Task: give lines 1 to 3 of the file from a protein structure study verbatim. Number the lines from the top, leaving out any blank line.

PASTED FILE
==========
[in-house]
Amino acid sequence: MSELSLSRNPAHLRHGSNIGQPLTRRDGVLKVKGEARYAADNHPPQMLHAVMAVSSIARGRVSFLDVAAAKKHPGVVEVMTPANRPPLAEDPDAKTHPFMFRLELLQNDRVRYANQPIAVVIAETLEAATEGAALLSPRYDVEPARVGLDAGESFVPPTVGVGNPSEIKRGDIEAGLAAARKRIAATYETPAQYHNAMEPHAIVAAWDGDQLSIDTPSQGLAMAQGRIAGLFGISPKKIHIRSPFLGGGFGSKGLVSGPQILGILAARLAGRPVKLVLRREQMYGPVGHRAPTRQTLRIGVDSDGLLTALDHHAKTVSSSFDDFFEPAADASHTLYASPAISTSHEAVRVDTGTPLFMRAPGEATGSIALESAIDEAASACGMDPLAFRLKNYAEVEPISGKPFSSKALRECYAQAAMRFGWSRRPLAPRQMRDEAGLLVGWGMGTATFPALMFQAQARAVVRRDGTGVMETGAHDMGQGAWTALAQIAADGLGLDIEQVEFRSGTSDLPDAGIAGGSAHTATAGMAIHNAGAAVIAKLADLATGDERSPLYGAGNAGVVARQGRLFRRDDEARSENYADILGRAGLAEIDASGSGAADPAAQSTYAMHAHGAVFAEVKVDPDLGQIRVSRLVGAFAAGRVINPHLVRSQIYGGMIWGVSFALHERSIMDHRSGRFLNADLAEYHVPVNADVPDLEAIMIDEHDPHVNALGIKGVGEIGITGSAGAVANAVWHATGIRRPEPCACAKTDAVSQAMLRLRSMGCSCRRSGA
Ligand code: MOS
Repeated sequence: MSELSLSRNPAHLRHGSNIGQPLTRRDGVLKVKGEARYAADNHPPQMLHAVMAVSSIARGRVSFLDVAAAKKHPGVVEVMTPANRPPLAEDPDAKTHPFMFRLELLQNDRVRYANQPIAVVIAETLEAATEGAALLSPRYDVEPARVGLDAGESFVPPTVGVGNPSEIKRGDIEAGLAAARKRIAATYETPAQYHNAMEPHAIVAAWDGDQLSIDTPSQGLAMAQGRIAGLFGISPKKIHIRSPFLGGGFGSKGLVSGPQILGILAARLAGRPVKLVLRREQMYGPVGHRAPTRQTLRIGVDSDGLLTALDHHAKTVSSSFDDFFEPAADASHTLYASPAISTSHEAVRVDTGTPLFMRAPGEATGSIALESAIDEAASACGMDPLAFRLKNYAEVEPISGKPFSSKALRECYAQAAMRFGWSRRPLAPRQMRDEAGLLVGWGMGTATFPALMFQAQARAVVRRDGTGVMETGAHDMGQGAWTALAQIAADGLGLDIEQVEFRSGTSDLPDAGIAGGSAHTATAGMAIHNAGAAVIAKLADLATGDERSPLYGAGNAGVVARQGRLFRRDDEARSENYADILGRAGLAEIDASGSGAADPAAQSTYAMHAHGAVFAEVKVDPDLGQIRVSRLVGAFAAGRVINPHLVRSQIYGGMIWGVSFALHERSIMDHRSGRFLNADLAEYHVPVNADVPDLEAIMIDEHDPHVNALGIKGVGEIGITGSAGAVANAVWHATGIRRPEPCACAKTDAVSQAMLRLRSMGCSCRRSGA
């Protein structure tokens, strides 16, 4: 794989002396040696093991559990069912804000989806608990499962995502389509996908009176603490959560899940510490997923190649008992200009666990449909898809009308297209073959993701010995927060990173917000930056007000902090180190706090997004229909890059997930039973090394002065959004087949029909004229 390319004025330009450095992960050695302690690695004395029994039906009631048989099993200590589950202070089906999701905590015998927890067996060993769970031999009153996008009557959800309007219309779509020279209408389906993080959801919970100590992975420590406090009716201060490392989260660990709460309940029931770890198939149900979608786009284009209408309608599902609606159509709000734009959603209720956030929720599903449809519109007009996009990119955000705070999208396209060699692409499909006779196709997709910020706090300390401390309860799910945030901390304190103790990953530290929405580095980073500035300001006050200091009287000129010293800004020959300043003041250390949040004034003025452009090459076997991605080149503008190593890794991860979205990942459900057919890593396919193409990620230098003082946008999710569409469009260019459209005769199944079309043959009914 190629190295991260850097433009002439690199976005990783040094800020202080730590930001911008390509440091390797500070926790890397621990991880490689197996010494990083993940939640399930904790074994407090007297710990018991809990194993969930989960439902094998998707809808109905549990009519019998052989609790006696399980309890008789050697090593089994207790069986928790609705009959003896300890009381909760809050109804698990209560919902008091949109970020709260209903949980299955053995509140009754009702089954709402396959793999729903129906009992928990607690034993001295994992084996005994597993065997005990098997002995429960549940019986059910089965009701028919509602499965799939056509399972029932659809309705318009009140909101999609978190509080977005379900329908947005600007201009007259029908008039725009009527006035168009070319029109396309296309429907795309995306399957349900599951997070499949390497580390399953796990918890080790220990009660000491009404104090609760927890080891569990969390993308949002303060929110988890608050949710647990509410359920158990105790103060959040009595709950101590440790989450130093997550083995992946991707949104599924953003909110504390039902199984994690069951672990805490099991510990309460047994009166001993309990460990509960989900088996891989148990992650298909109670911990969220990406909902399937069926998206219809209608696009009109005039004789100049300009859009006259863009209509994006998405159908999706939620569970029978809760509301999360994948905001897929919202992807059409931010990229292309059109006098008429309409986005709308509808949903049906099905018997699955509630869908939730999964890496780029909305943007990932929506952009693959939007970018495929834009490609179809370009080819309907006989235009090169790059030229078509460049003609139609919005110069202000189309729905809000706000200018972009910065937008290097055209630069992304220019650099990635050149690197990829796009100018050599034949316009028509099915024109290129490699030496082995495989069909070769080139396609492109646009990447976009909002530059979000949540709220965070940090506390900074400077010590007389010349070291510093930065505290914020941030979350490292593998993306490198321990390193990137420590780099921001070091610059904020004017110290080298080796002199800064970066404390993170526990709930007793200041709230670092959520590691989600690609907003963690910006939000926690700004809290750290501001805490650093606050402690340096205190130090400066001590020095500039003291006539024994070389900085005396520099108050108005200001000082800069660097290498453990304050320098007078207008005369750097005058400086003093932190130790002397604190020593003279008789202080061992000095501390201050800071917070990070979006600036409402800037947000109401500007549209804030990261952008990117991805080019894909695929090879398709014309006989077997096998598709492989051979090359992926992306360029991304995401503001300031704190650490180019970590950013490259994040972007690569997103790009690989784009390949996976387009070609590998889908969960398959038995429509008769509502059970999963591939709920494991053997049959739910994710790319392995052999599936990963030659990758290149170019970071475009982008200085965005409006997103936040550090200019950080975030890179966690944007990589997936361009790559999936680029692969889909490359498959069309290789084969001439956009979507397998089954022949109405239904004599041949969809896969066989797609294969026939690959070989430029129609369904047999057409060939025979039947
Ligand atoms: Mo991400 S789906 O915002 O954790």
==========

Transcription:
[in-house]
Amino acid sequence: MSELSLSRNPAHLRHGSNIGQPLTRRDGVLKVKGEARYAADNHPPQMLHAVMAVSSIARGRVSFLDVAAAKKHPGVVEVMTPANRPPLAEDPDAKTHPFMFRLELLQNDRVRYANQPIAVVIAETLEAATEGAALLSPRYDVEPARVGLDAGESFVPPTVGVGNPSEIKRGDIEAGLAAARKRIAATYETPAQYHNAMEPHAIVAAWDGDQLSIDTPSQGLAMAQGRIAGLFGISPKKIHIRSPFLGGGFGSKGLVSGPQILGILAARLAGRPVKLVLRREQMYGPVGHRAPTRQTLRIGVDSDGLLTALDHHAKTVSSSFDDFFEPAADASHTLYASPAISTSHEAVRVDTGTPLFMRAPGEATGSIALESAIDEAASACGMDPLAFRLKNYAEVEPISGKPFSSKALRECYAQAAMRFGWSRRPLAPRQMRDEAGLLVGWGMGTATFPALMFQAQARAVVRRDGTGVMETGAHDMGQGAWTALAQIAADGLGLDIEQVEFRSGTSDLPDAGIAGGSAHTATAGMAIHNAGAAVIAKLADLATGDERSPLYGAGNAGVVARQGRLFRRDDEARSENYADILGRAGLAEIDASGSGAADPAAQSTYAMHAHGAVFAEVKVDPDLGQIRVSRLVGAFAAGRVINPHLVRSQIYGGMIWGVSFALHERSIMDHRSGRFLNADLAEYHVPVNADVPDLEAIMIDEHDPHVNALGIKGVGEIGITGSAGAVANAVWHATGIRRPEPCACAKTDAVSQAMLRLRSMGCSCRRSGA
Ligand code: MOS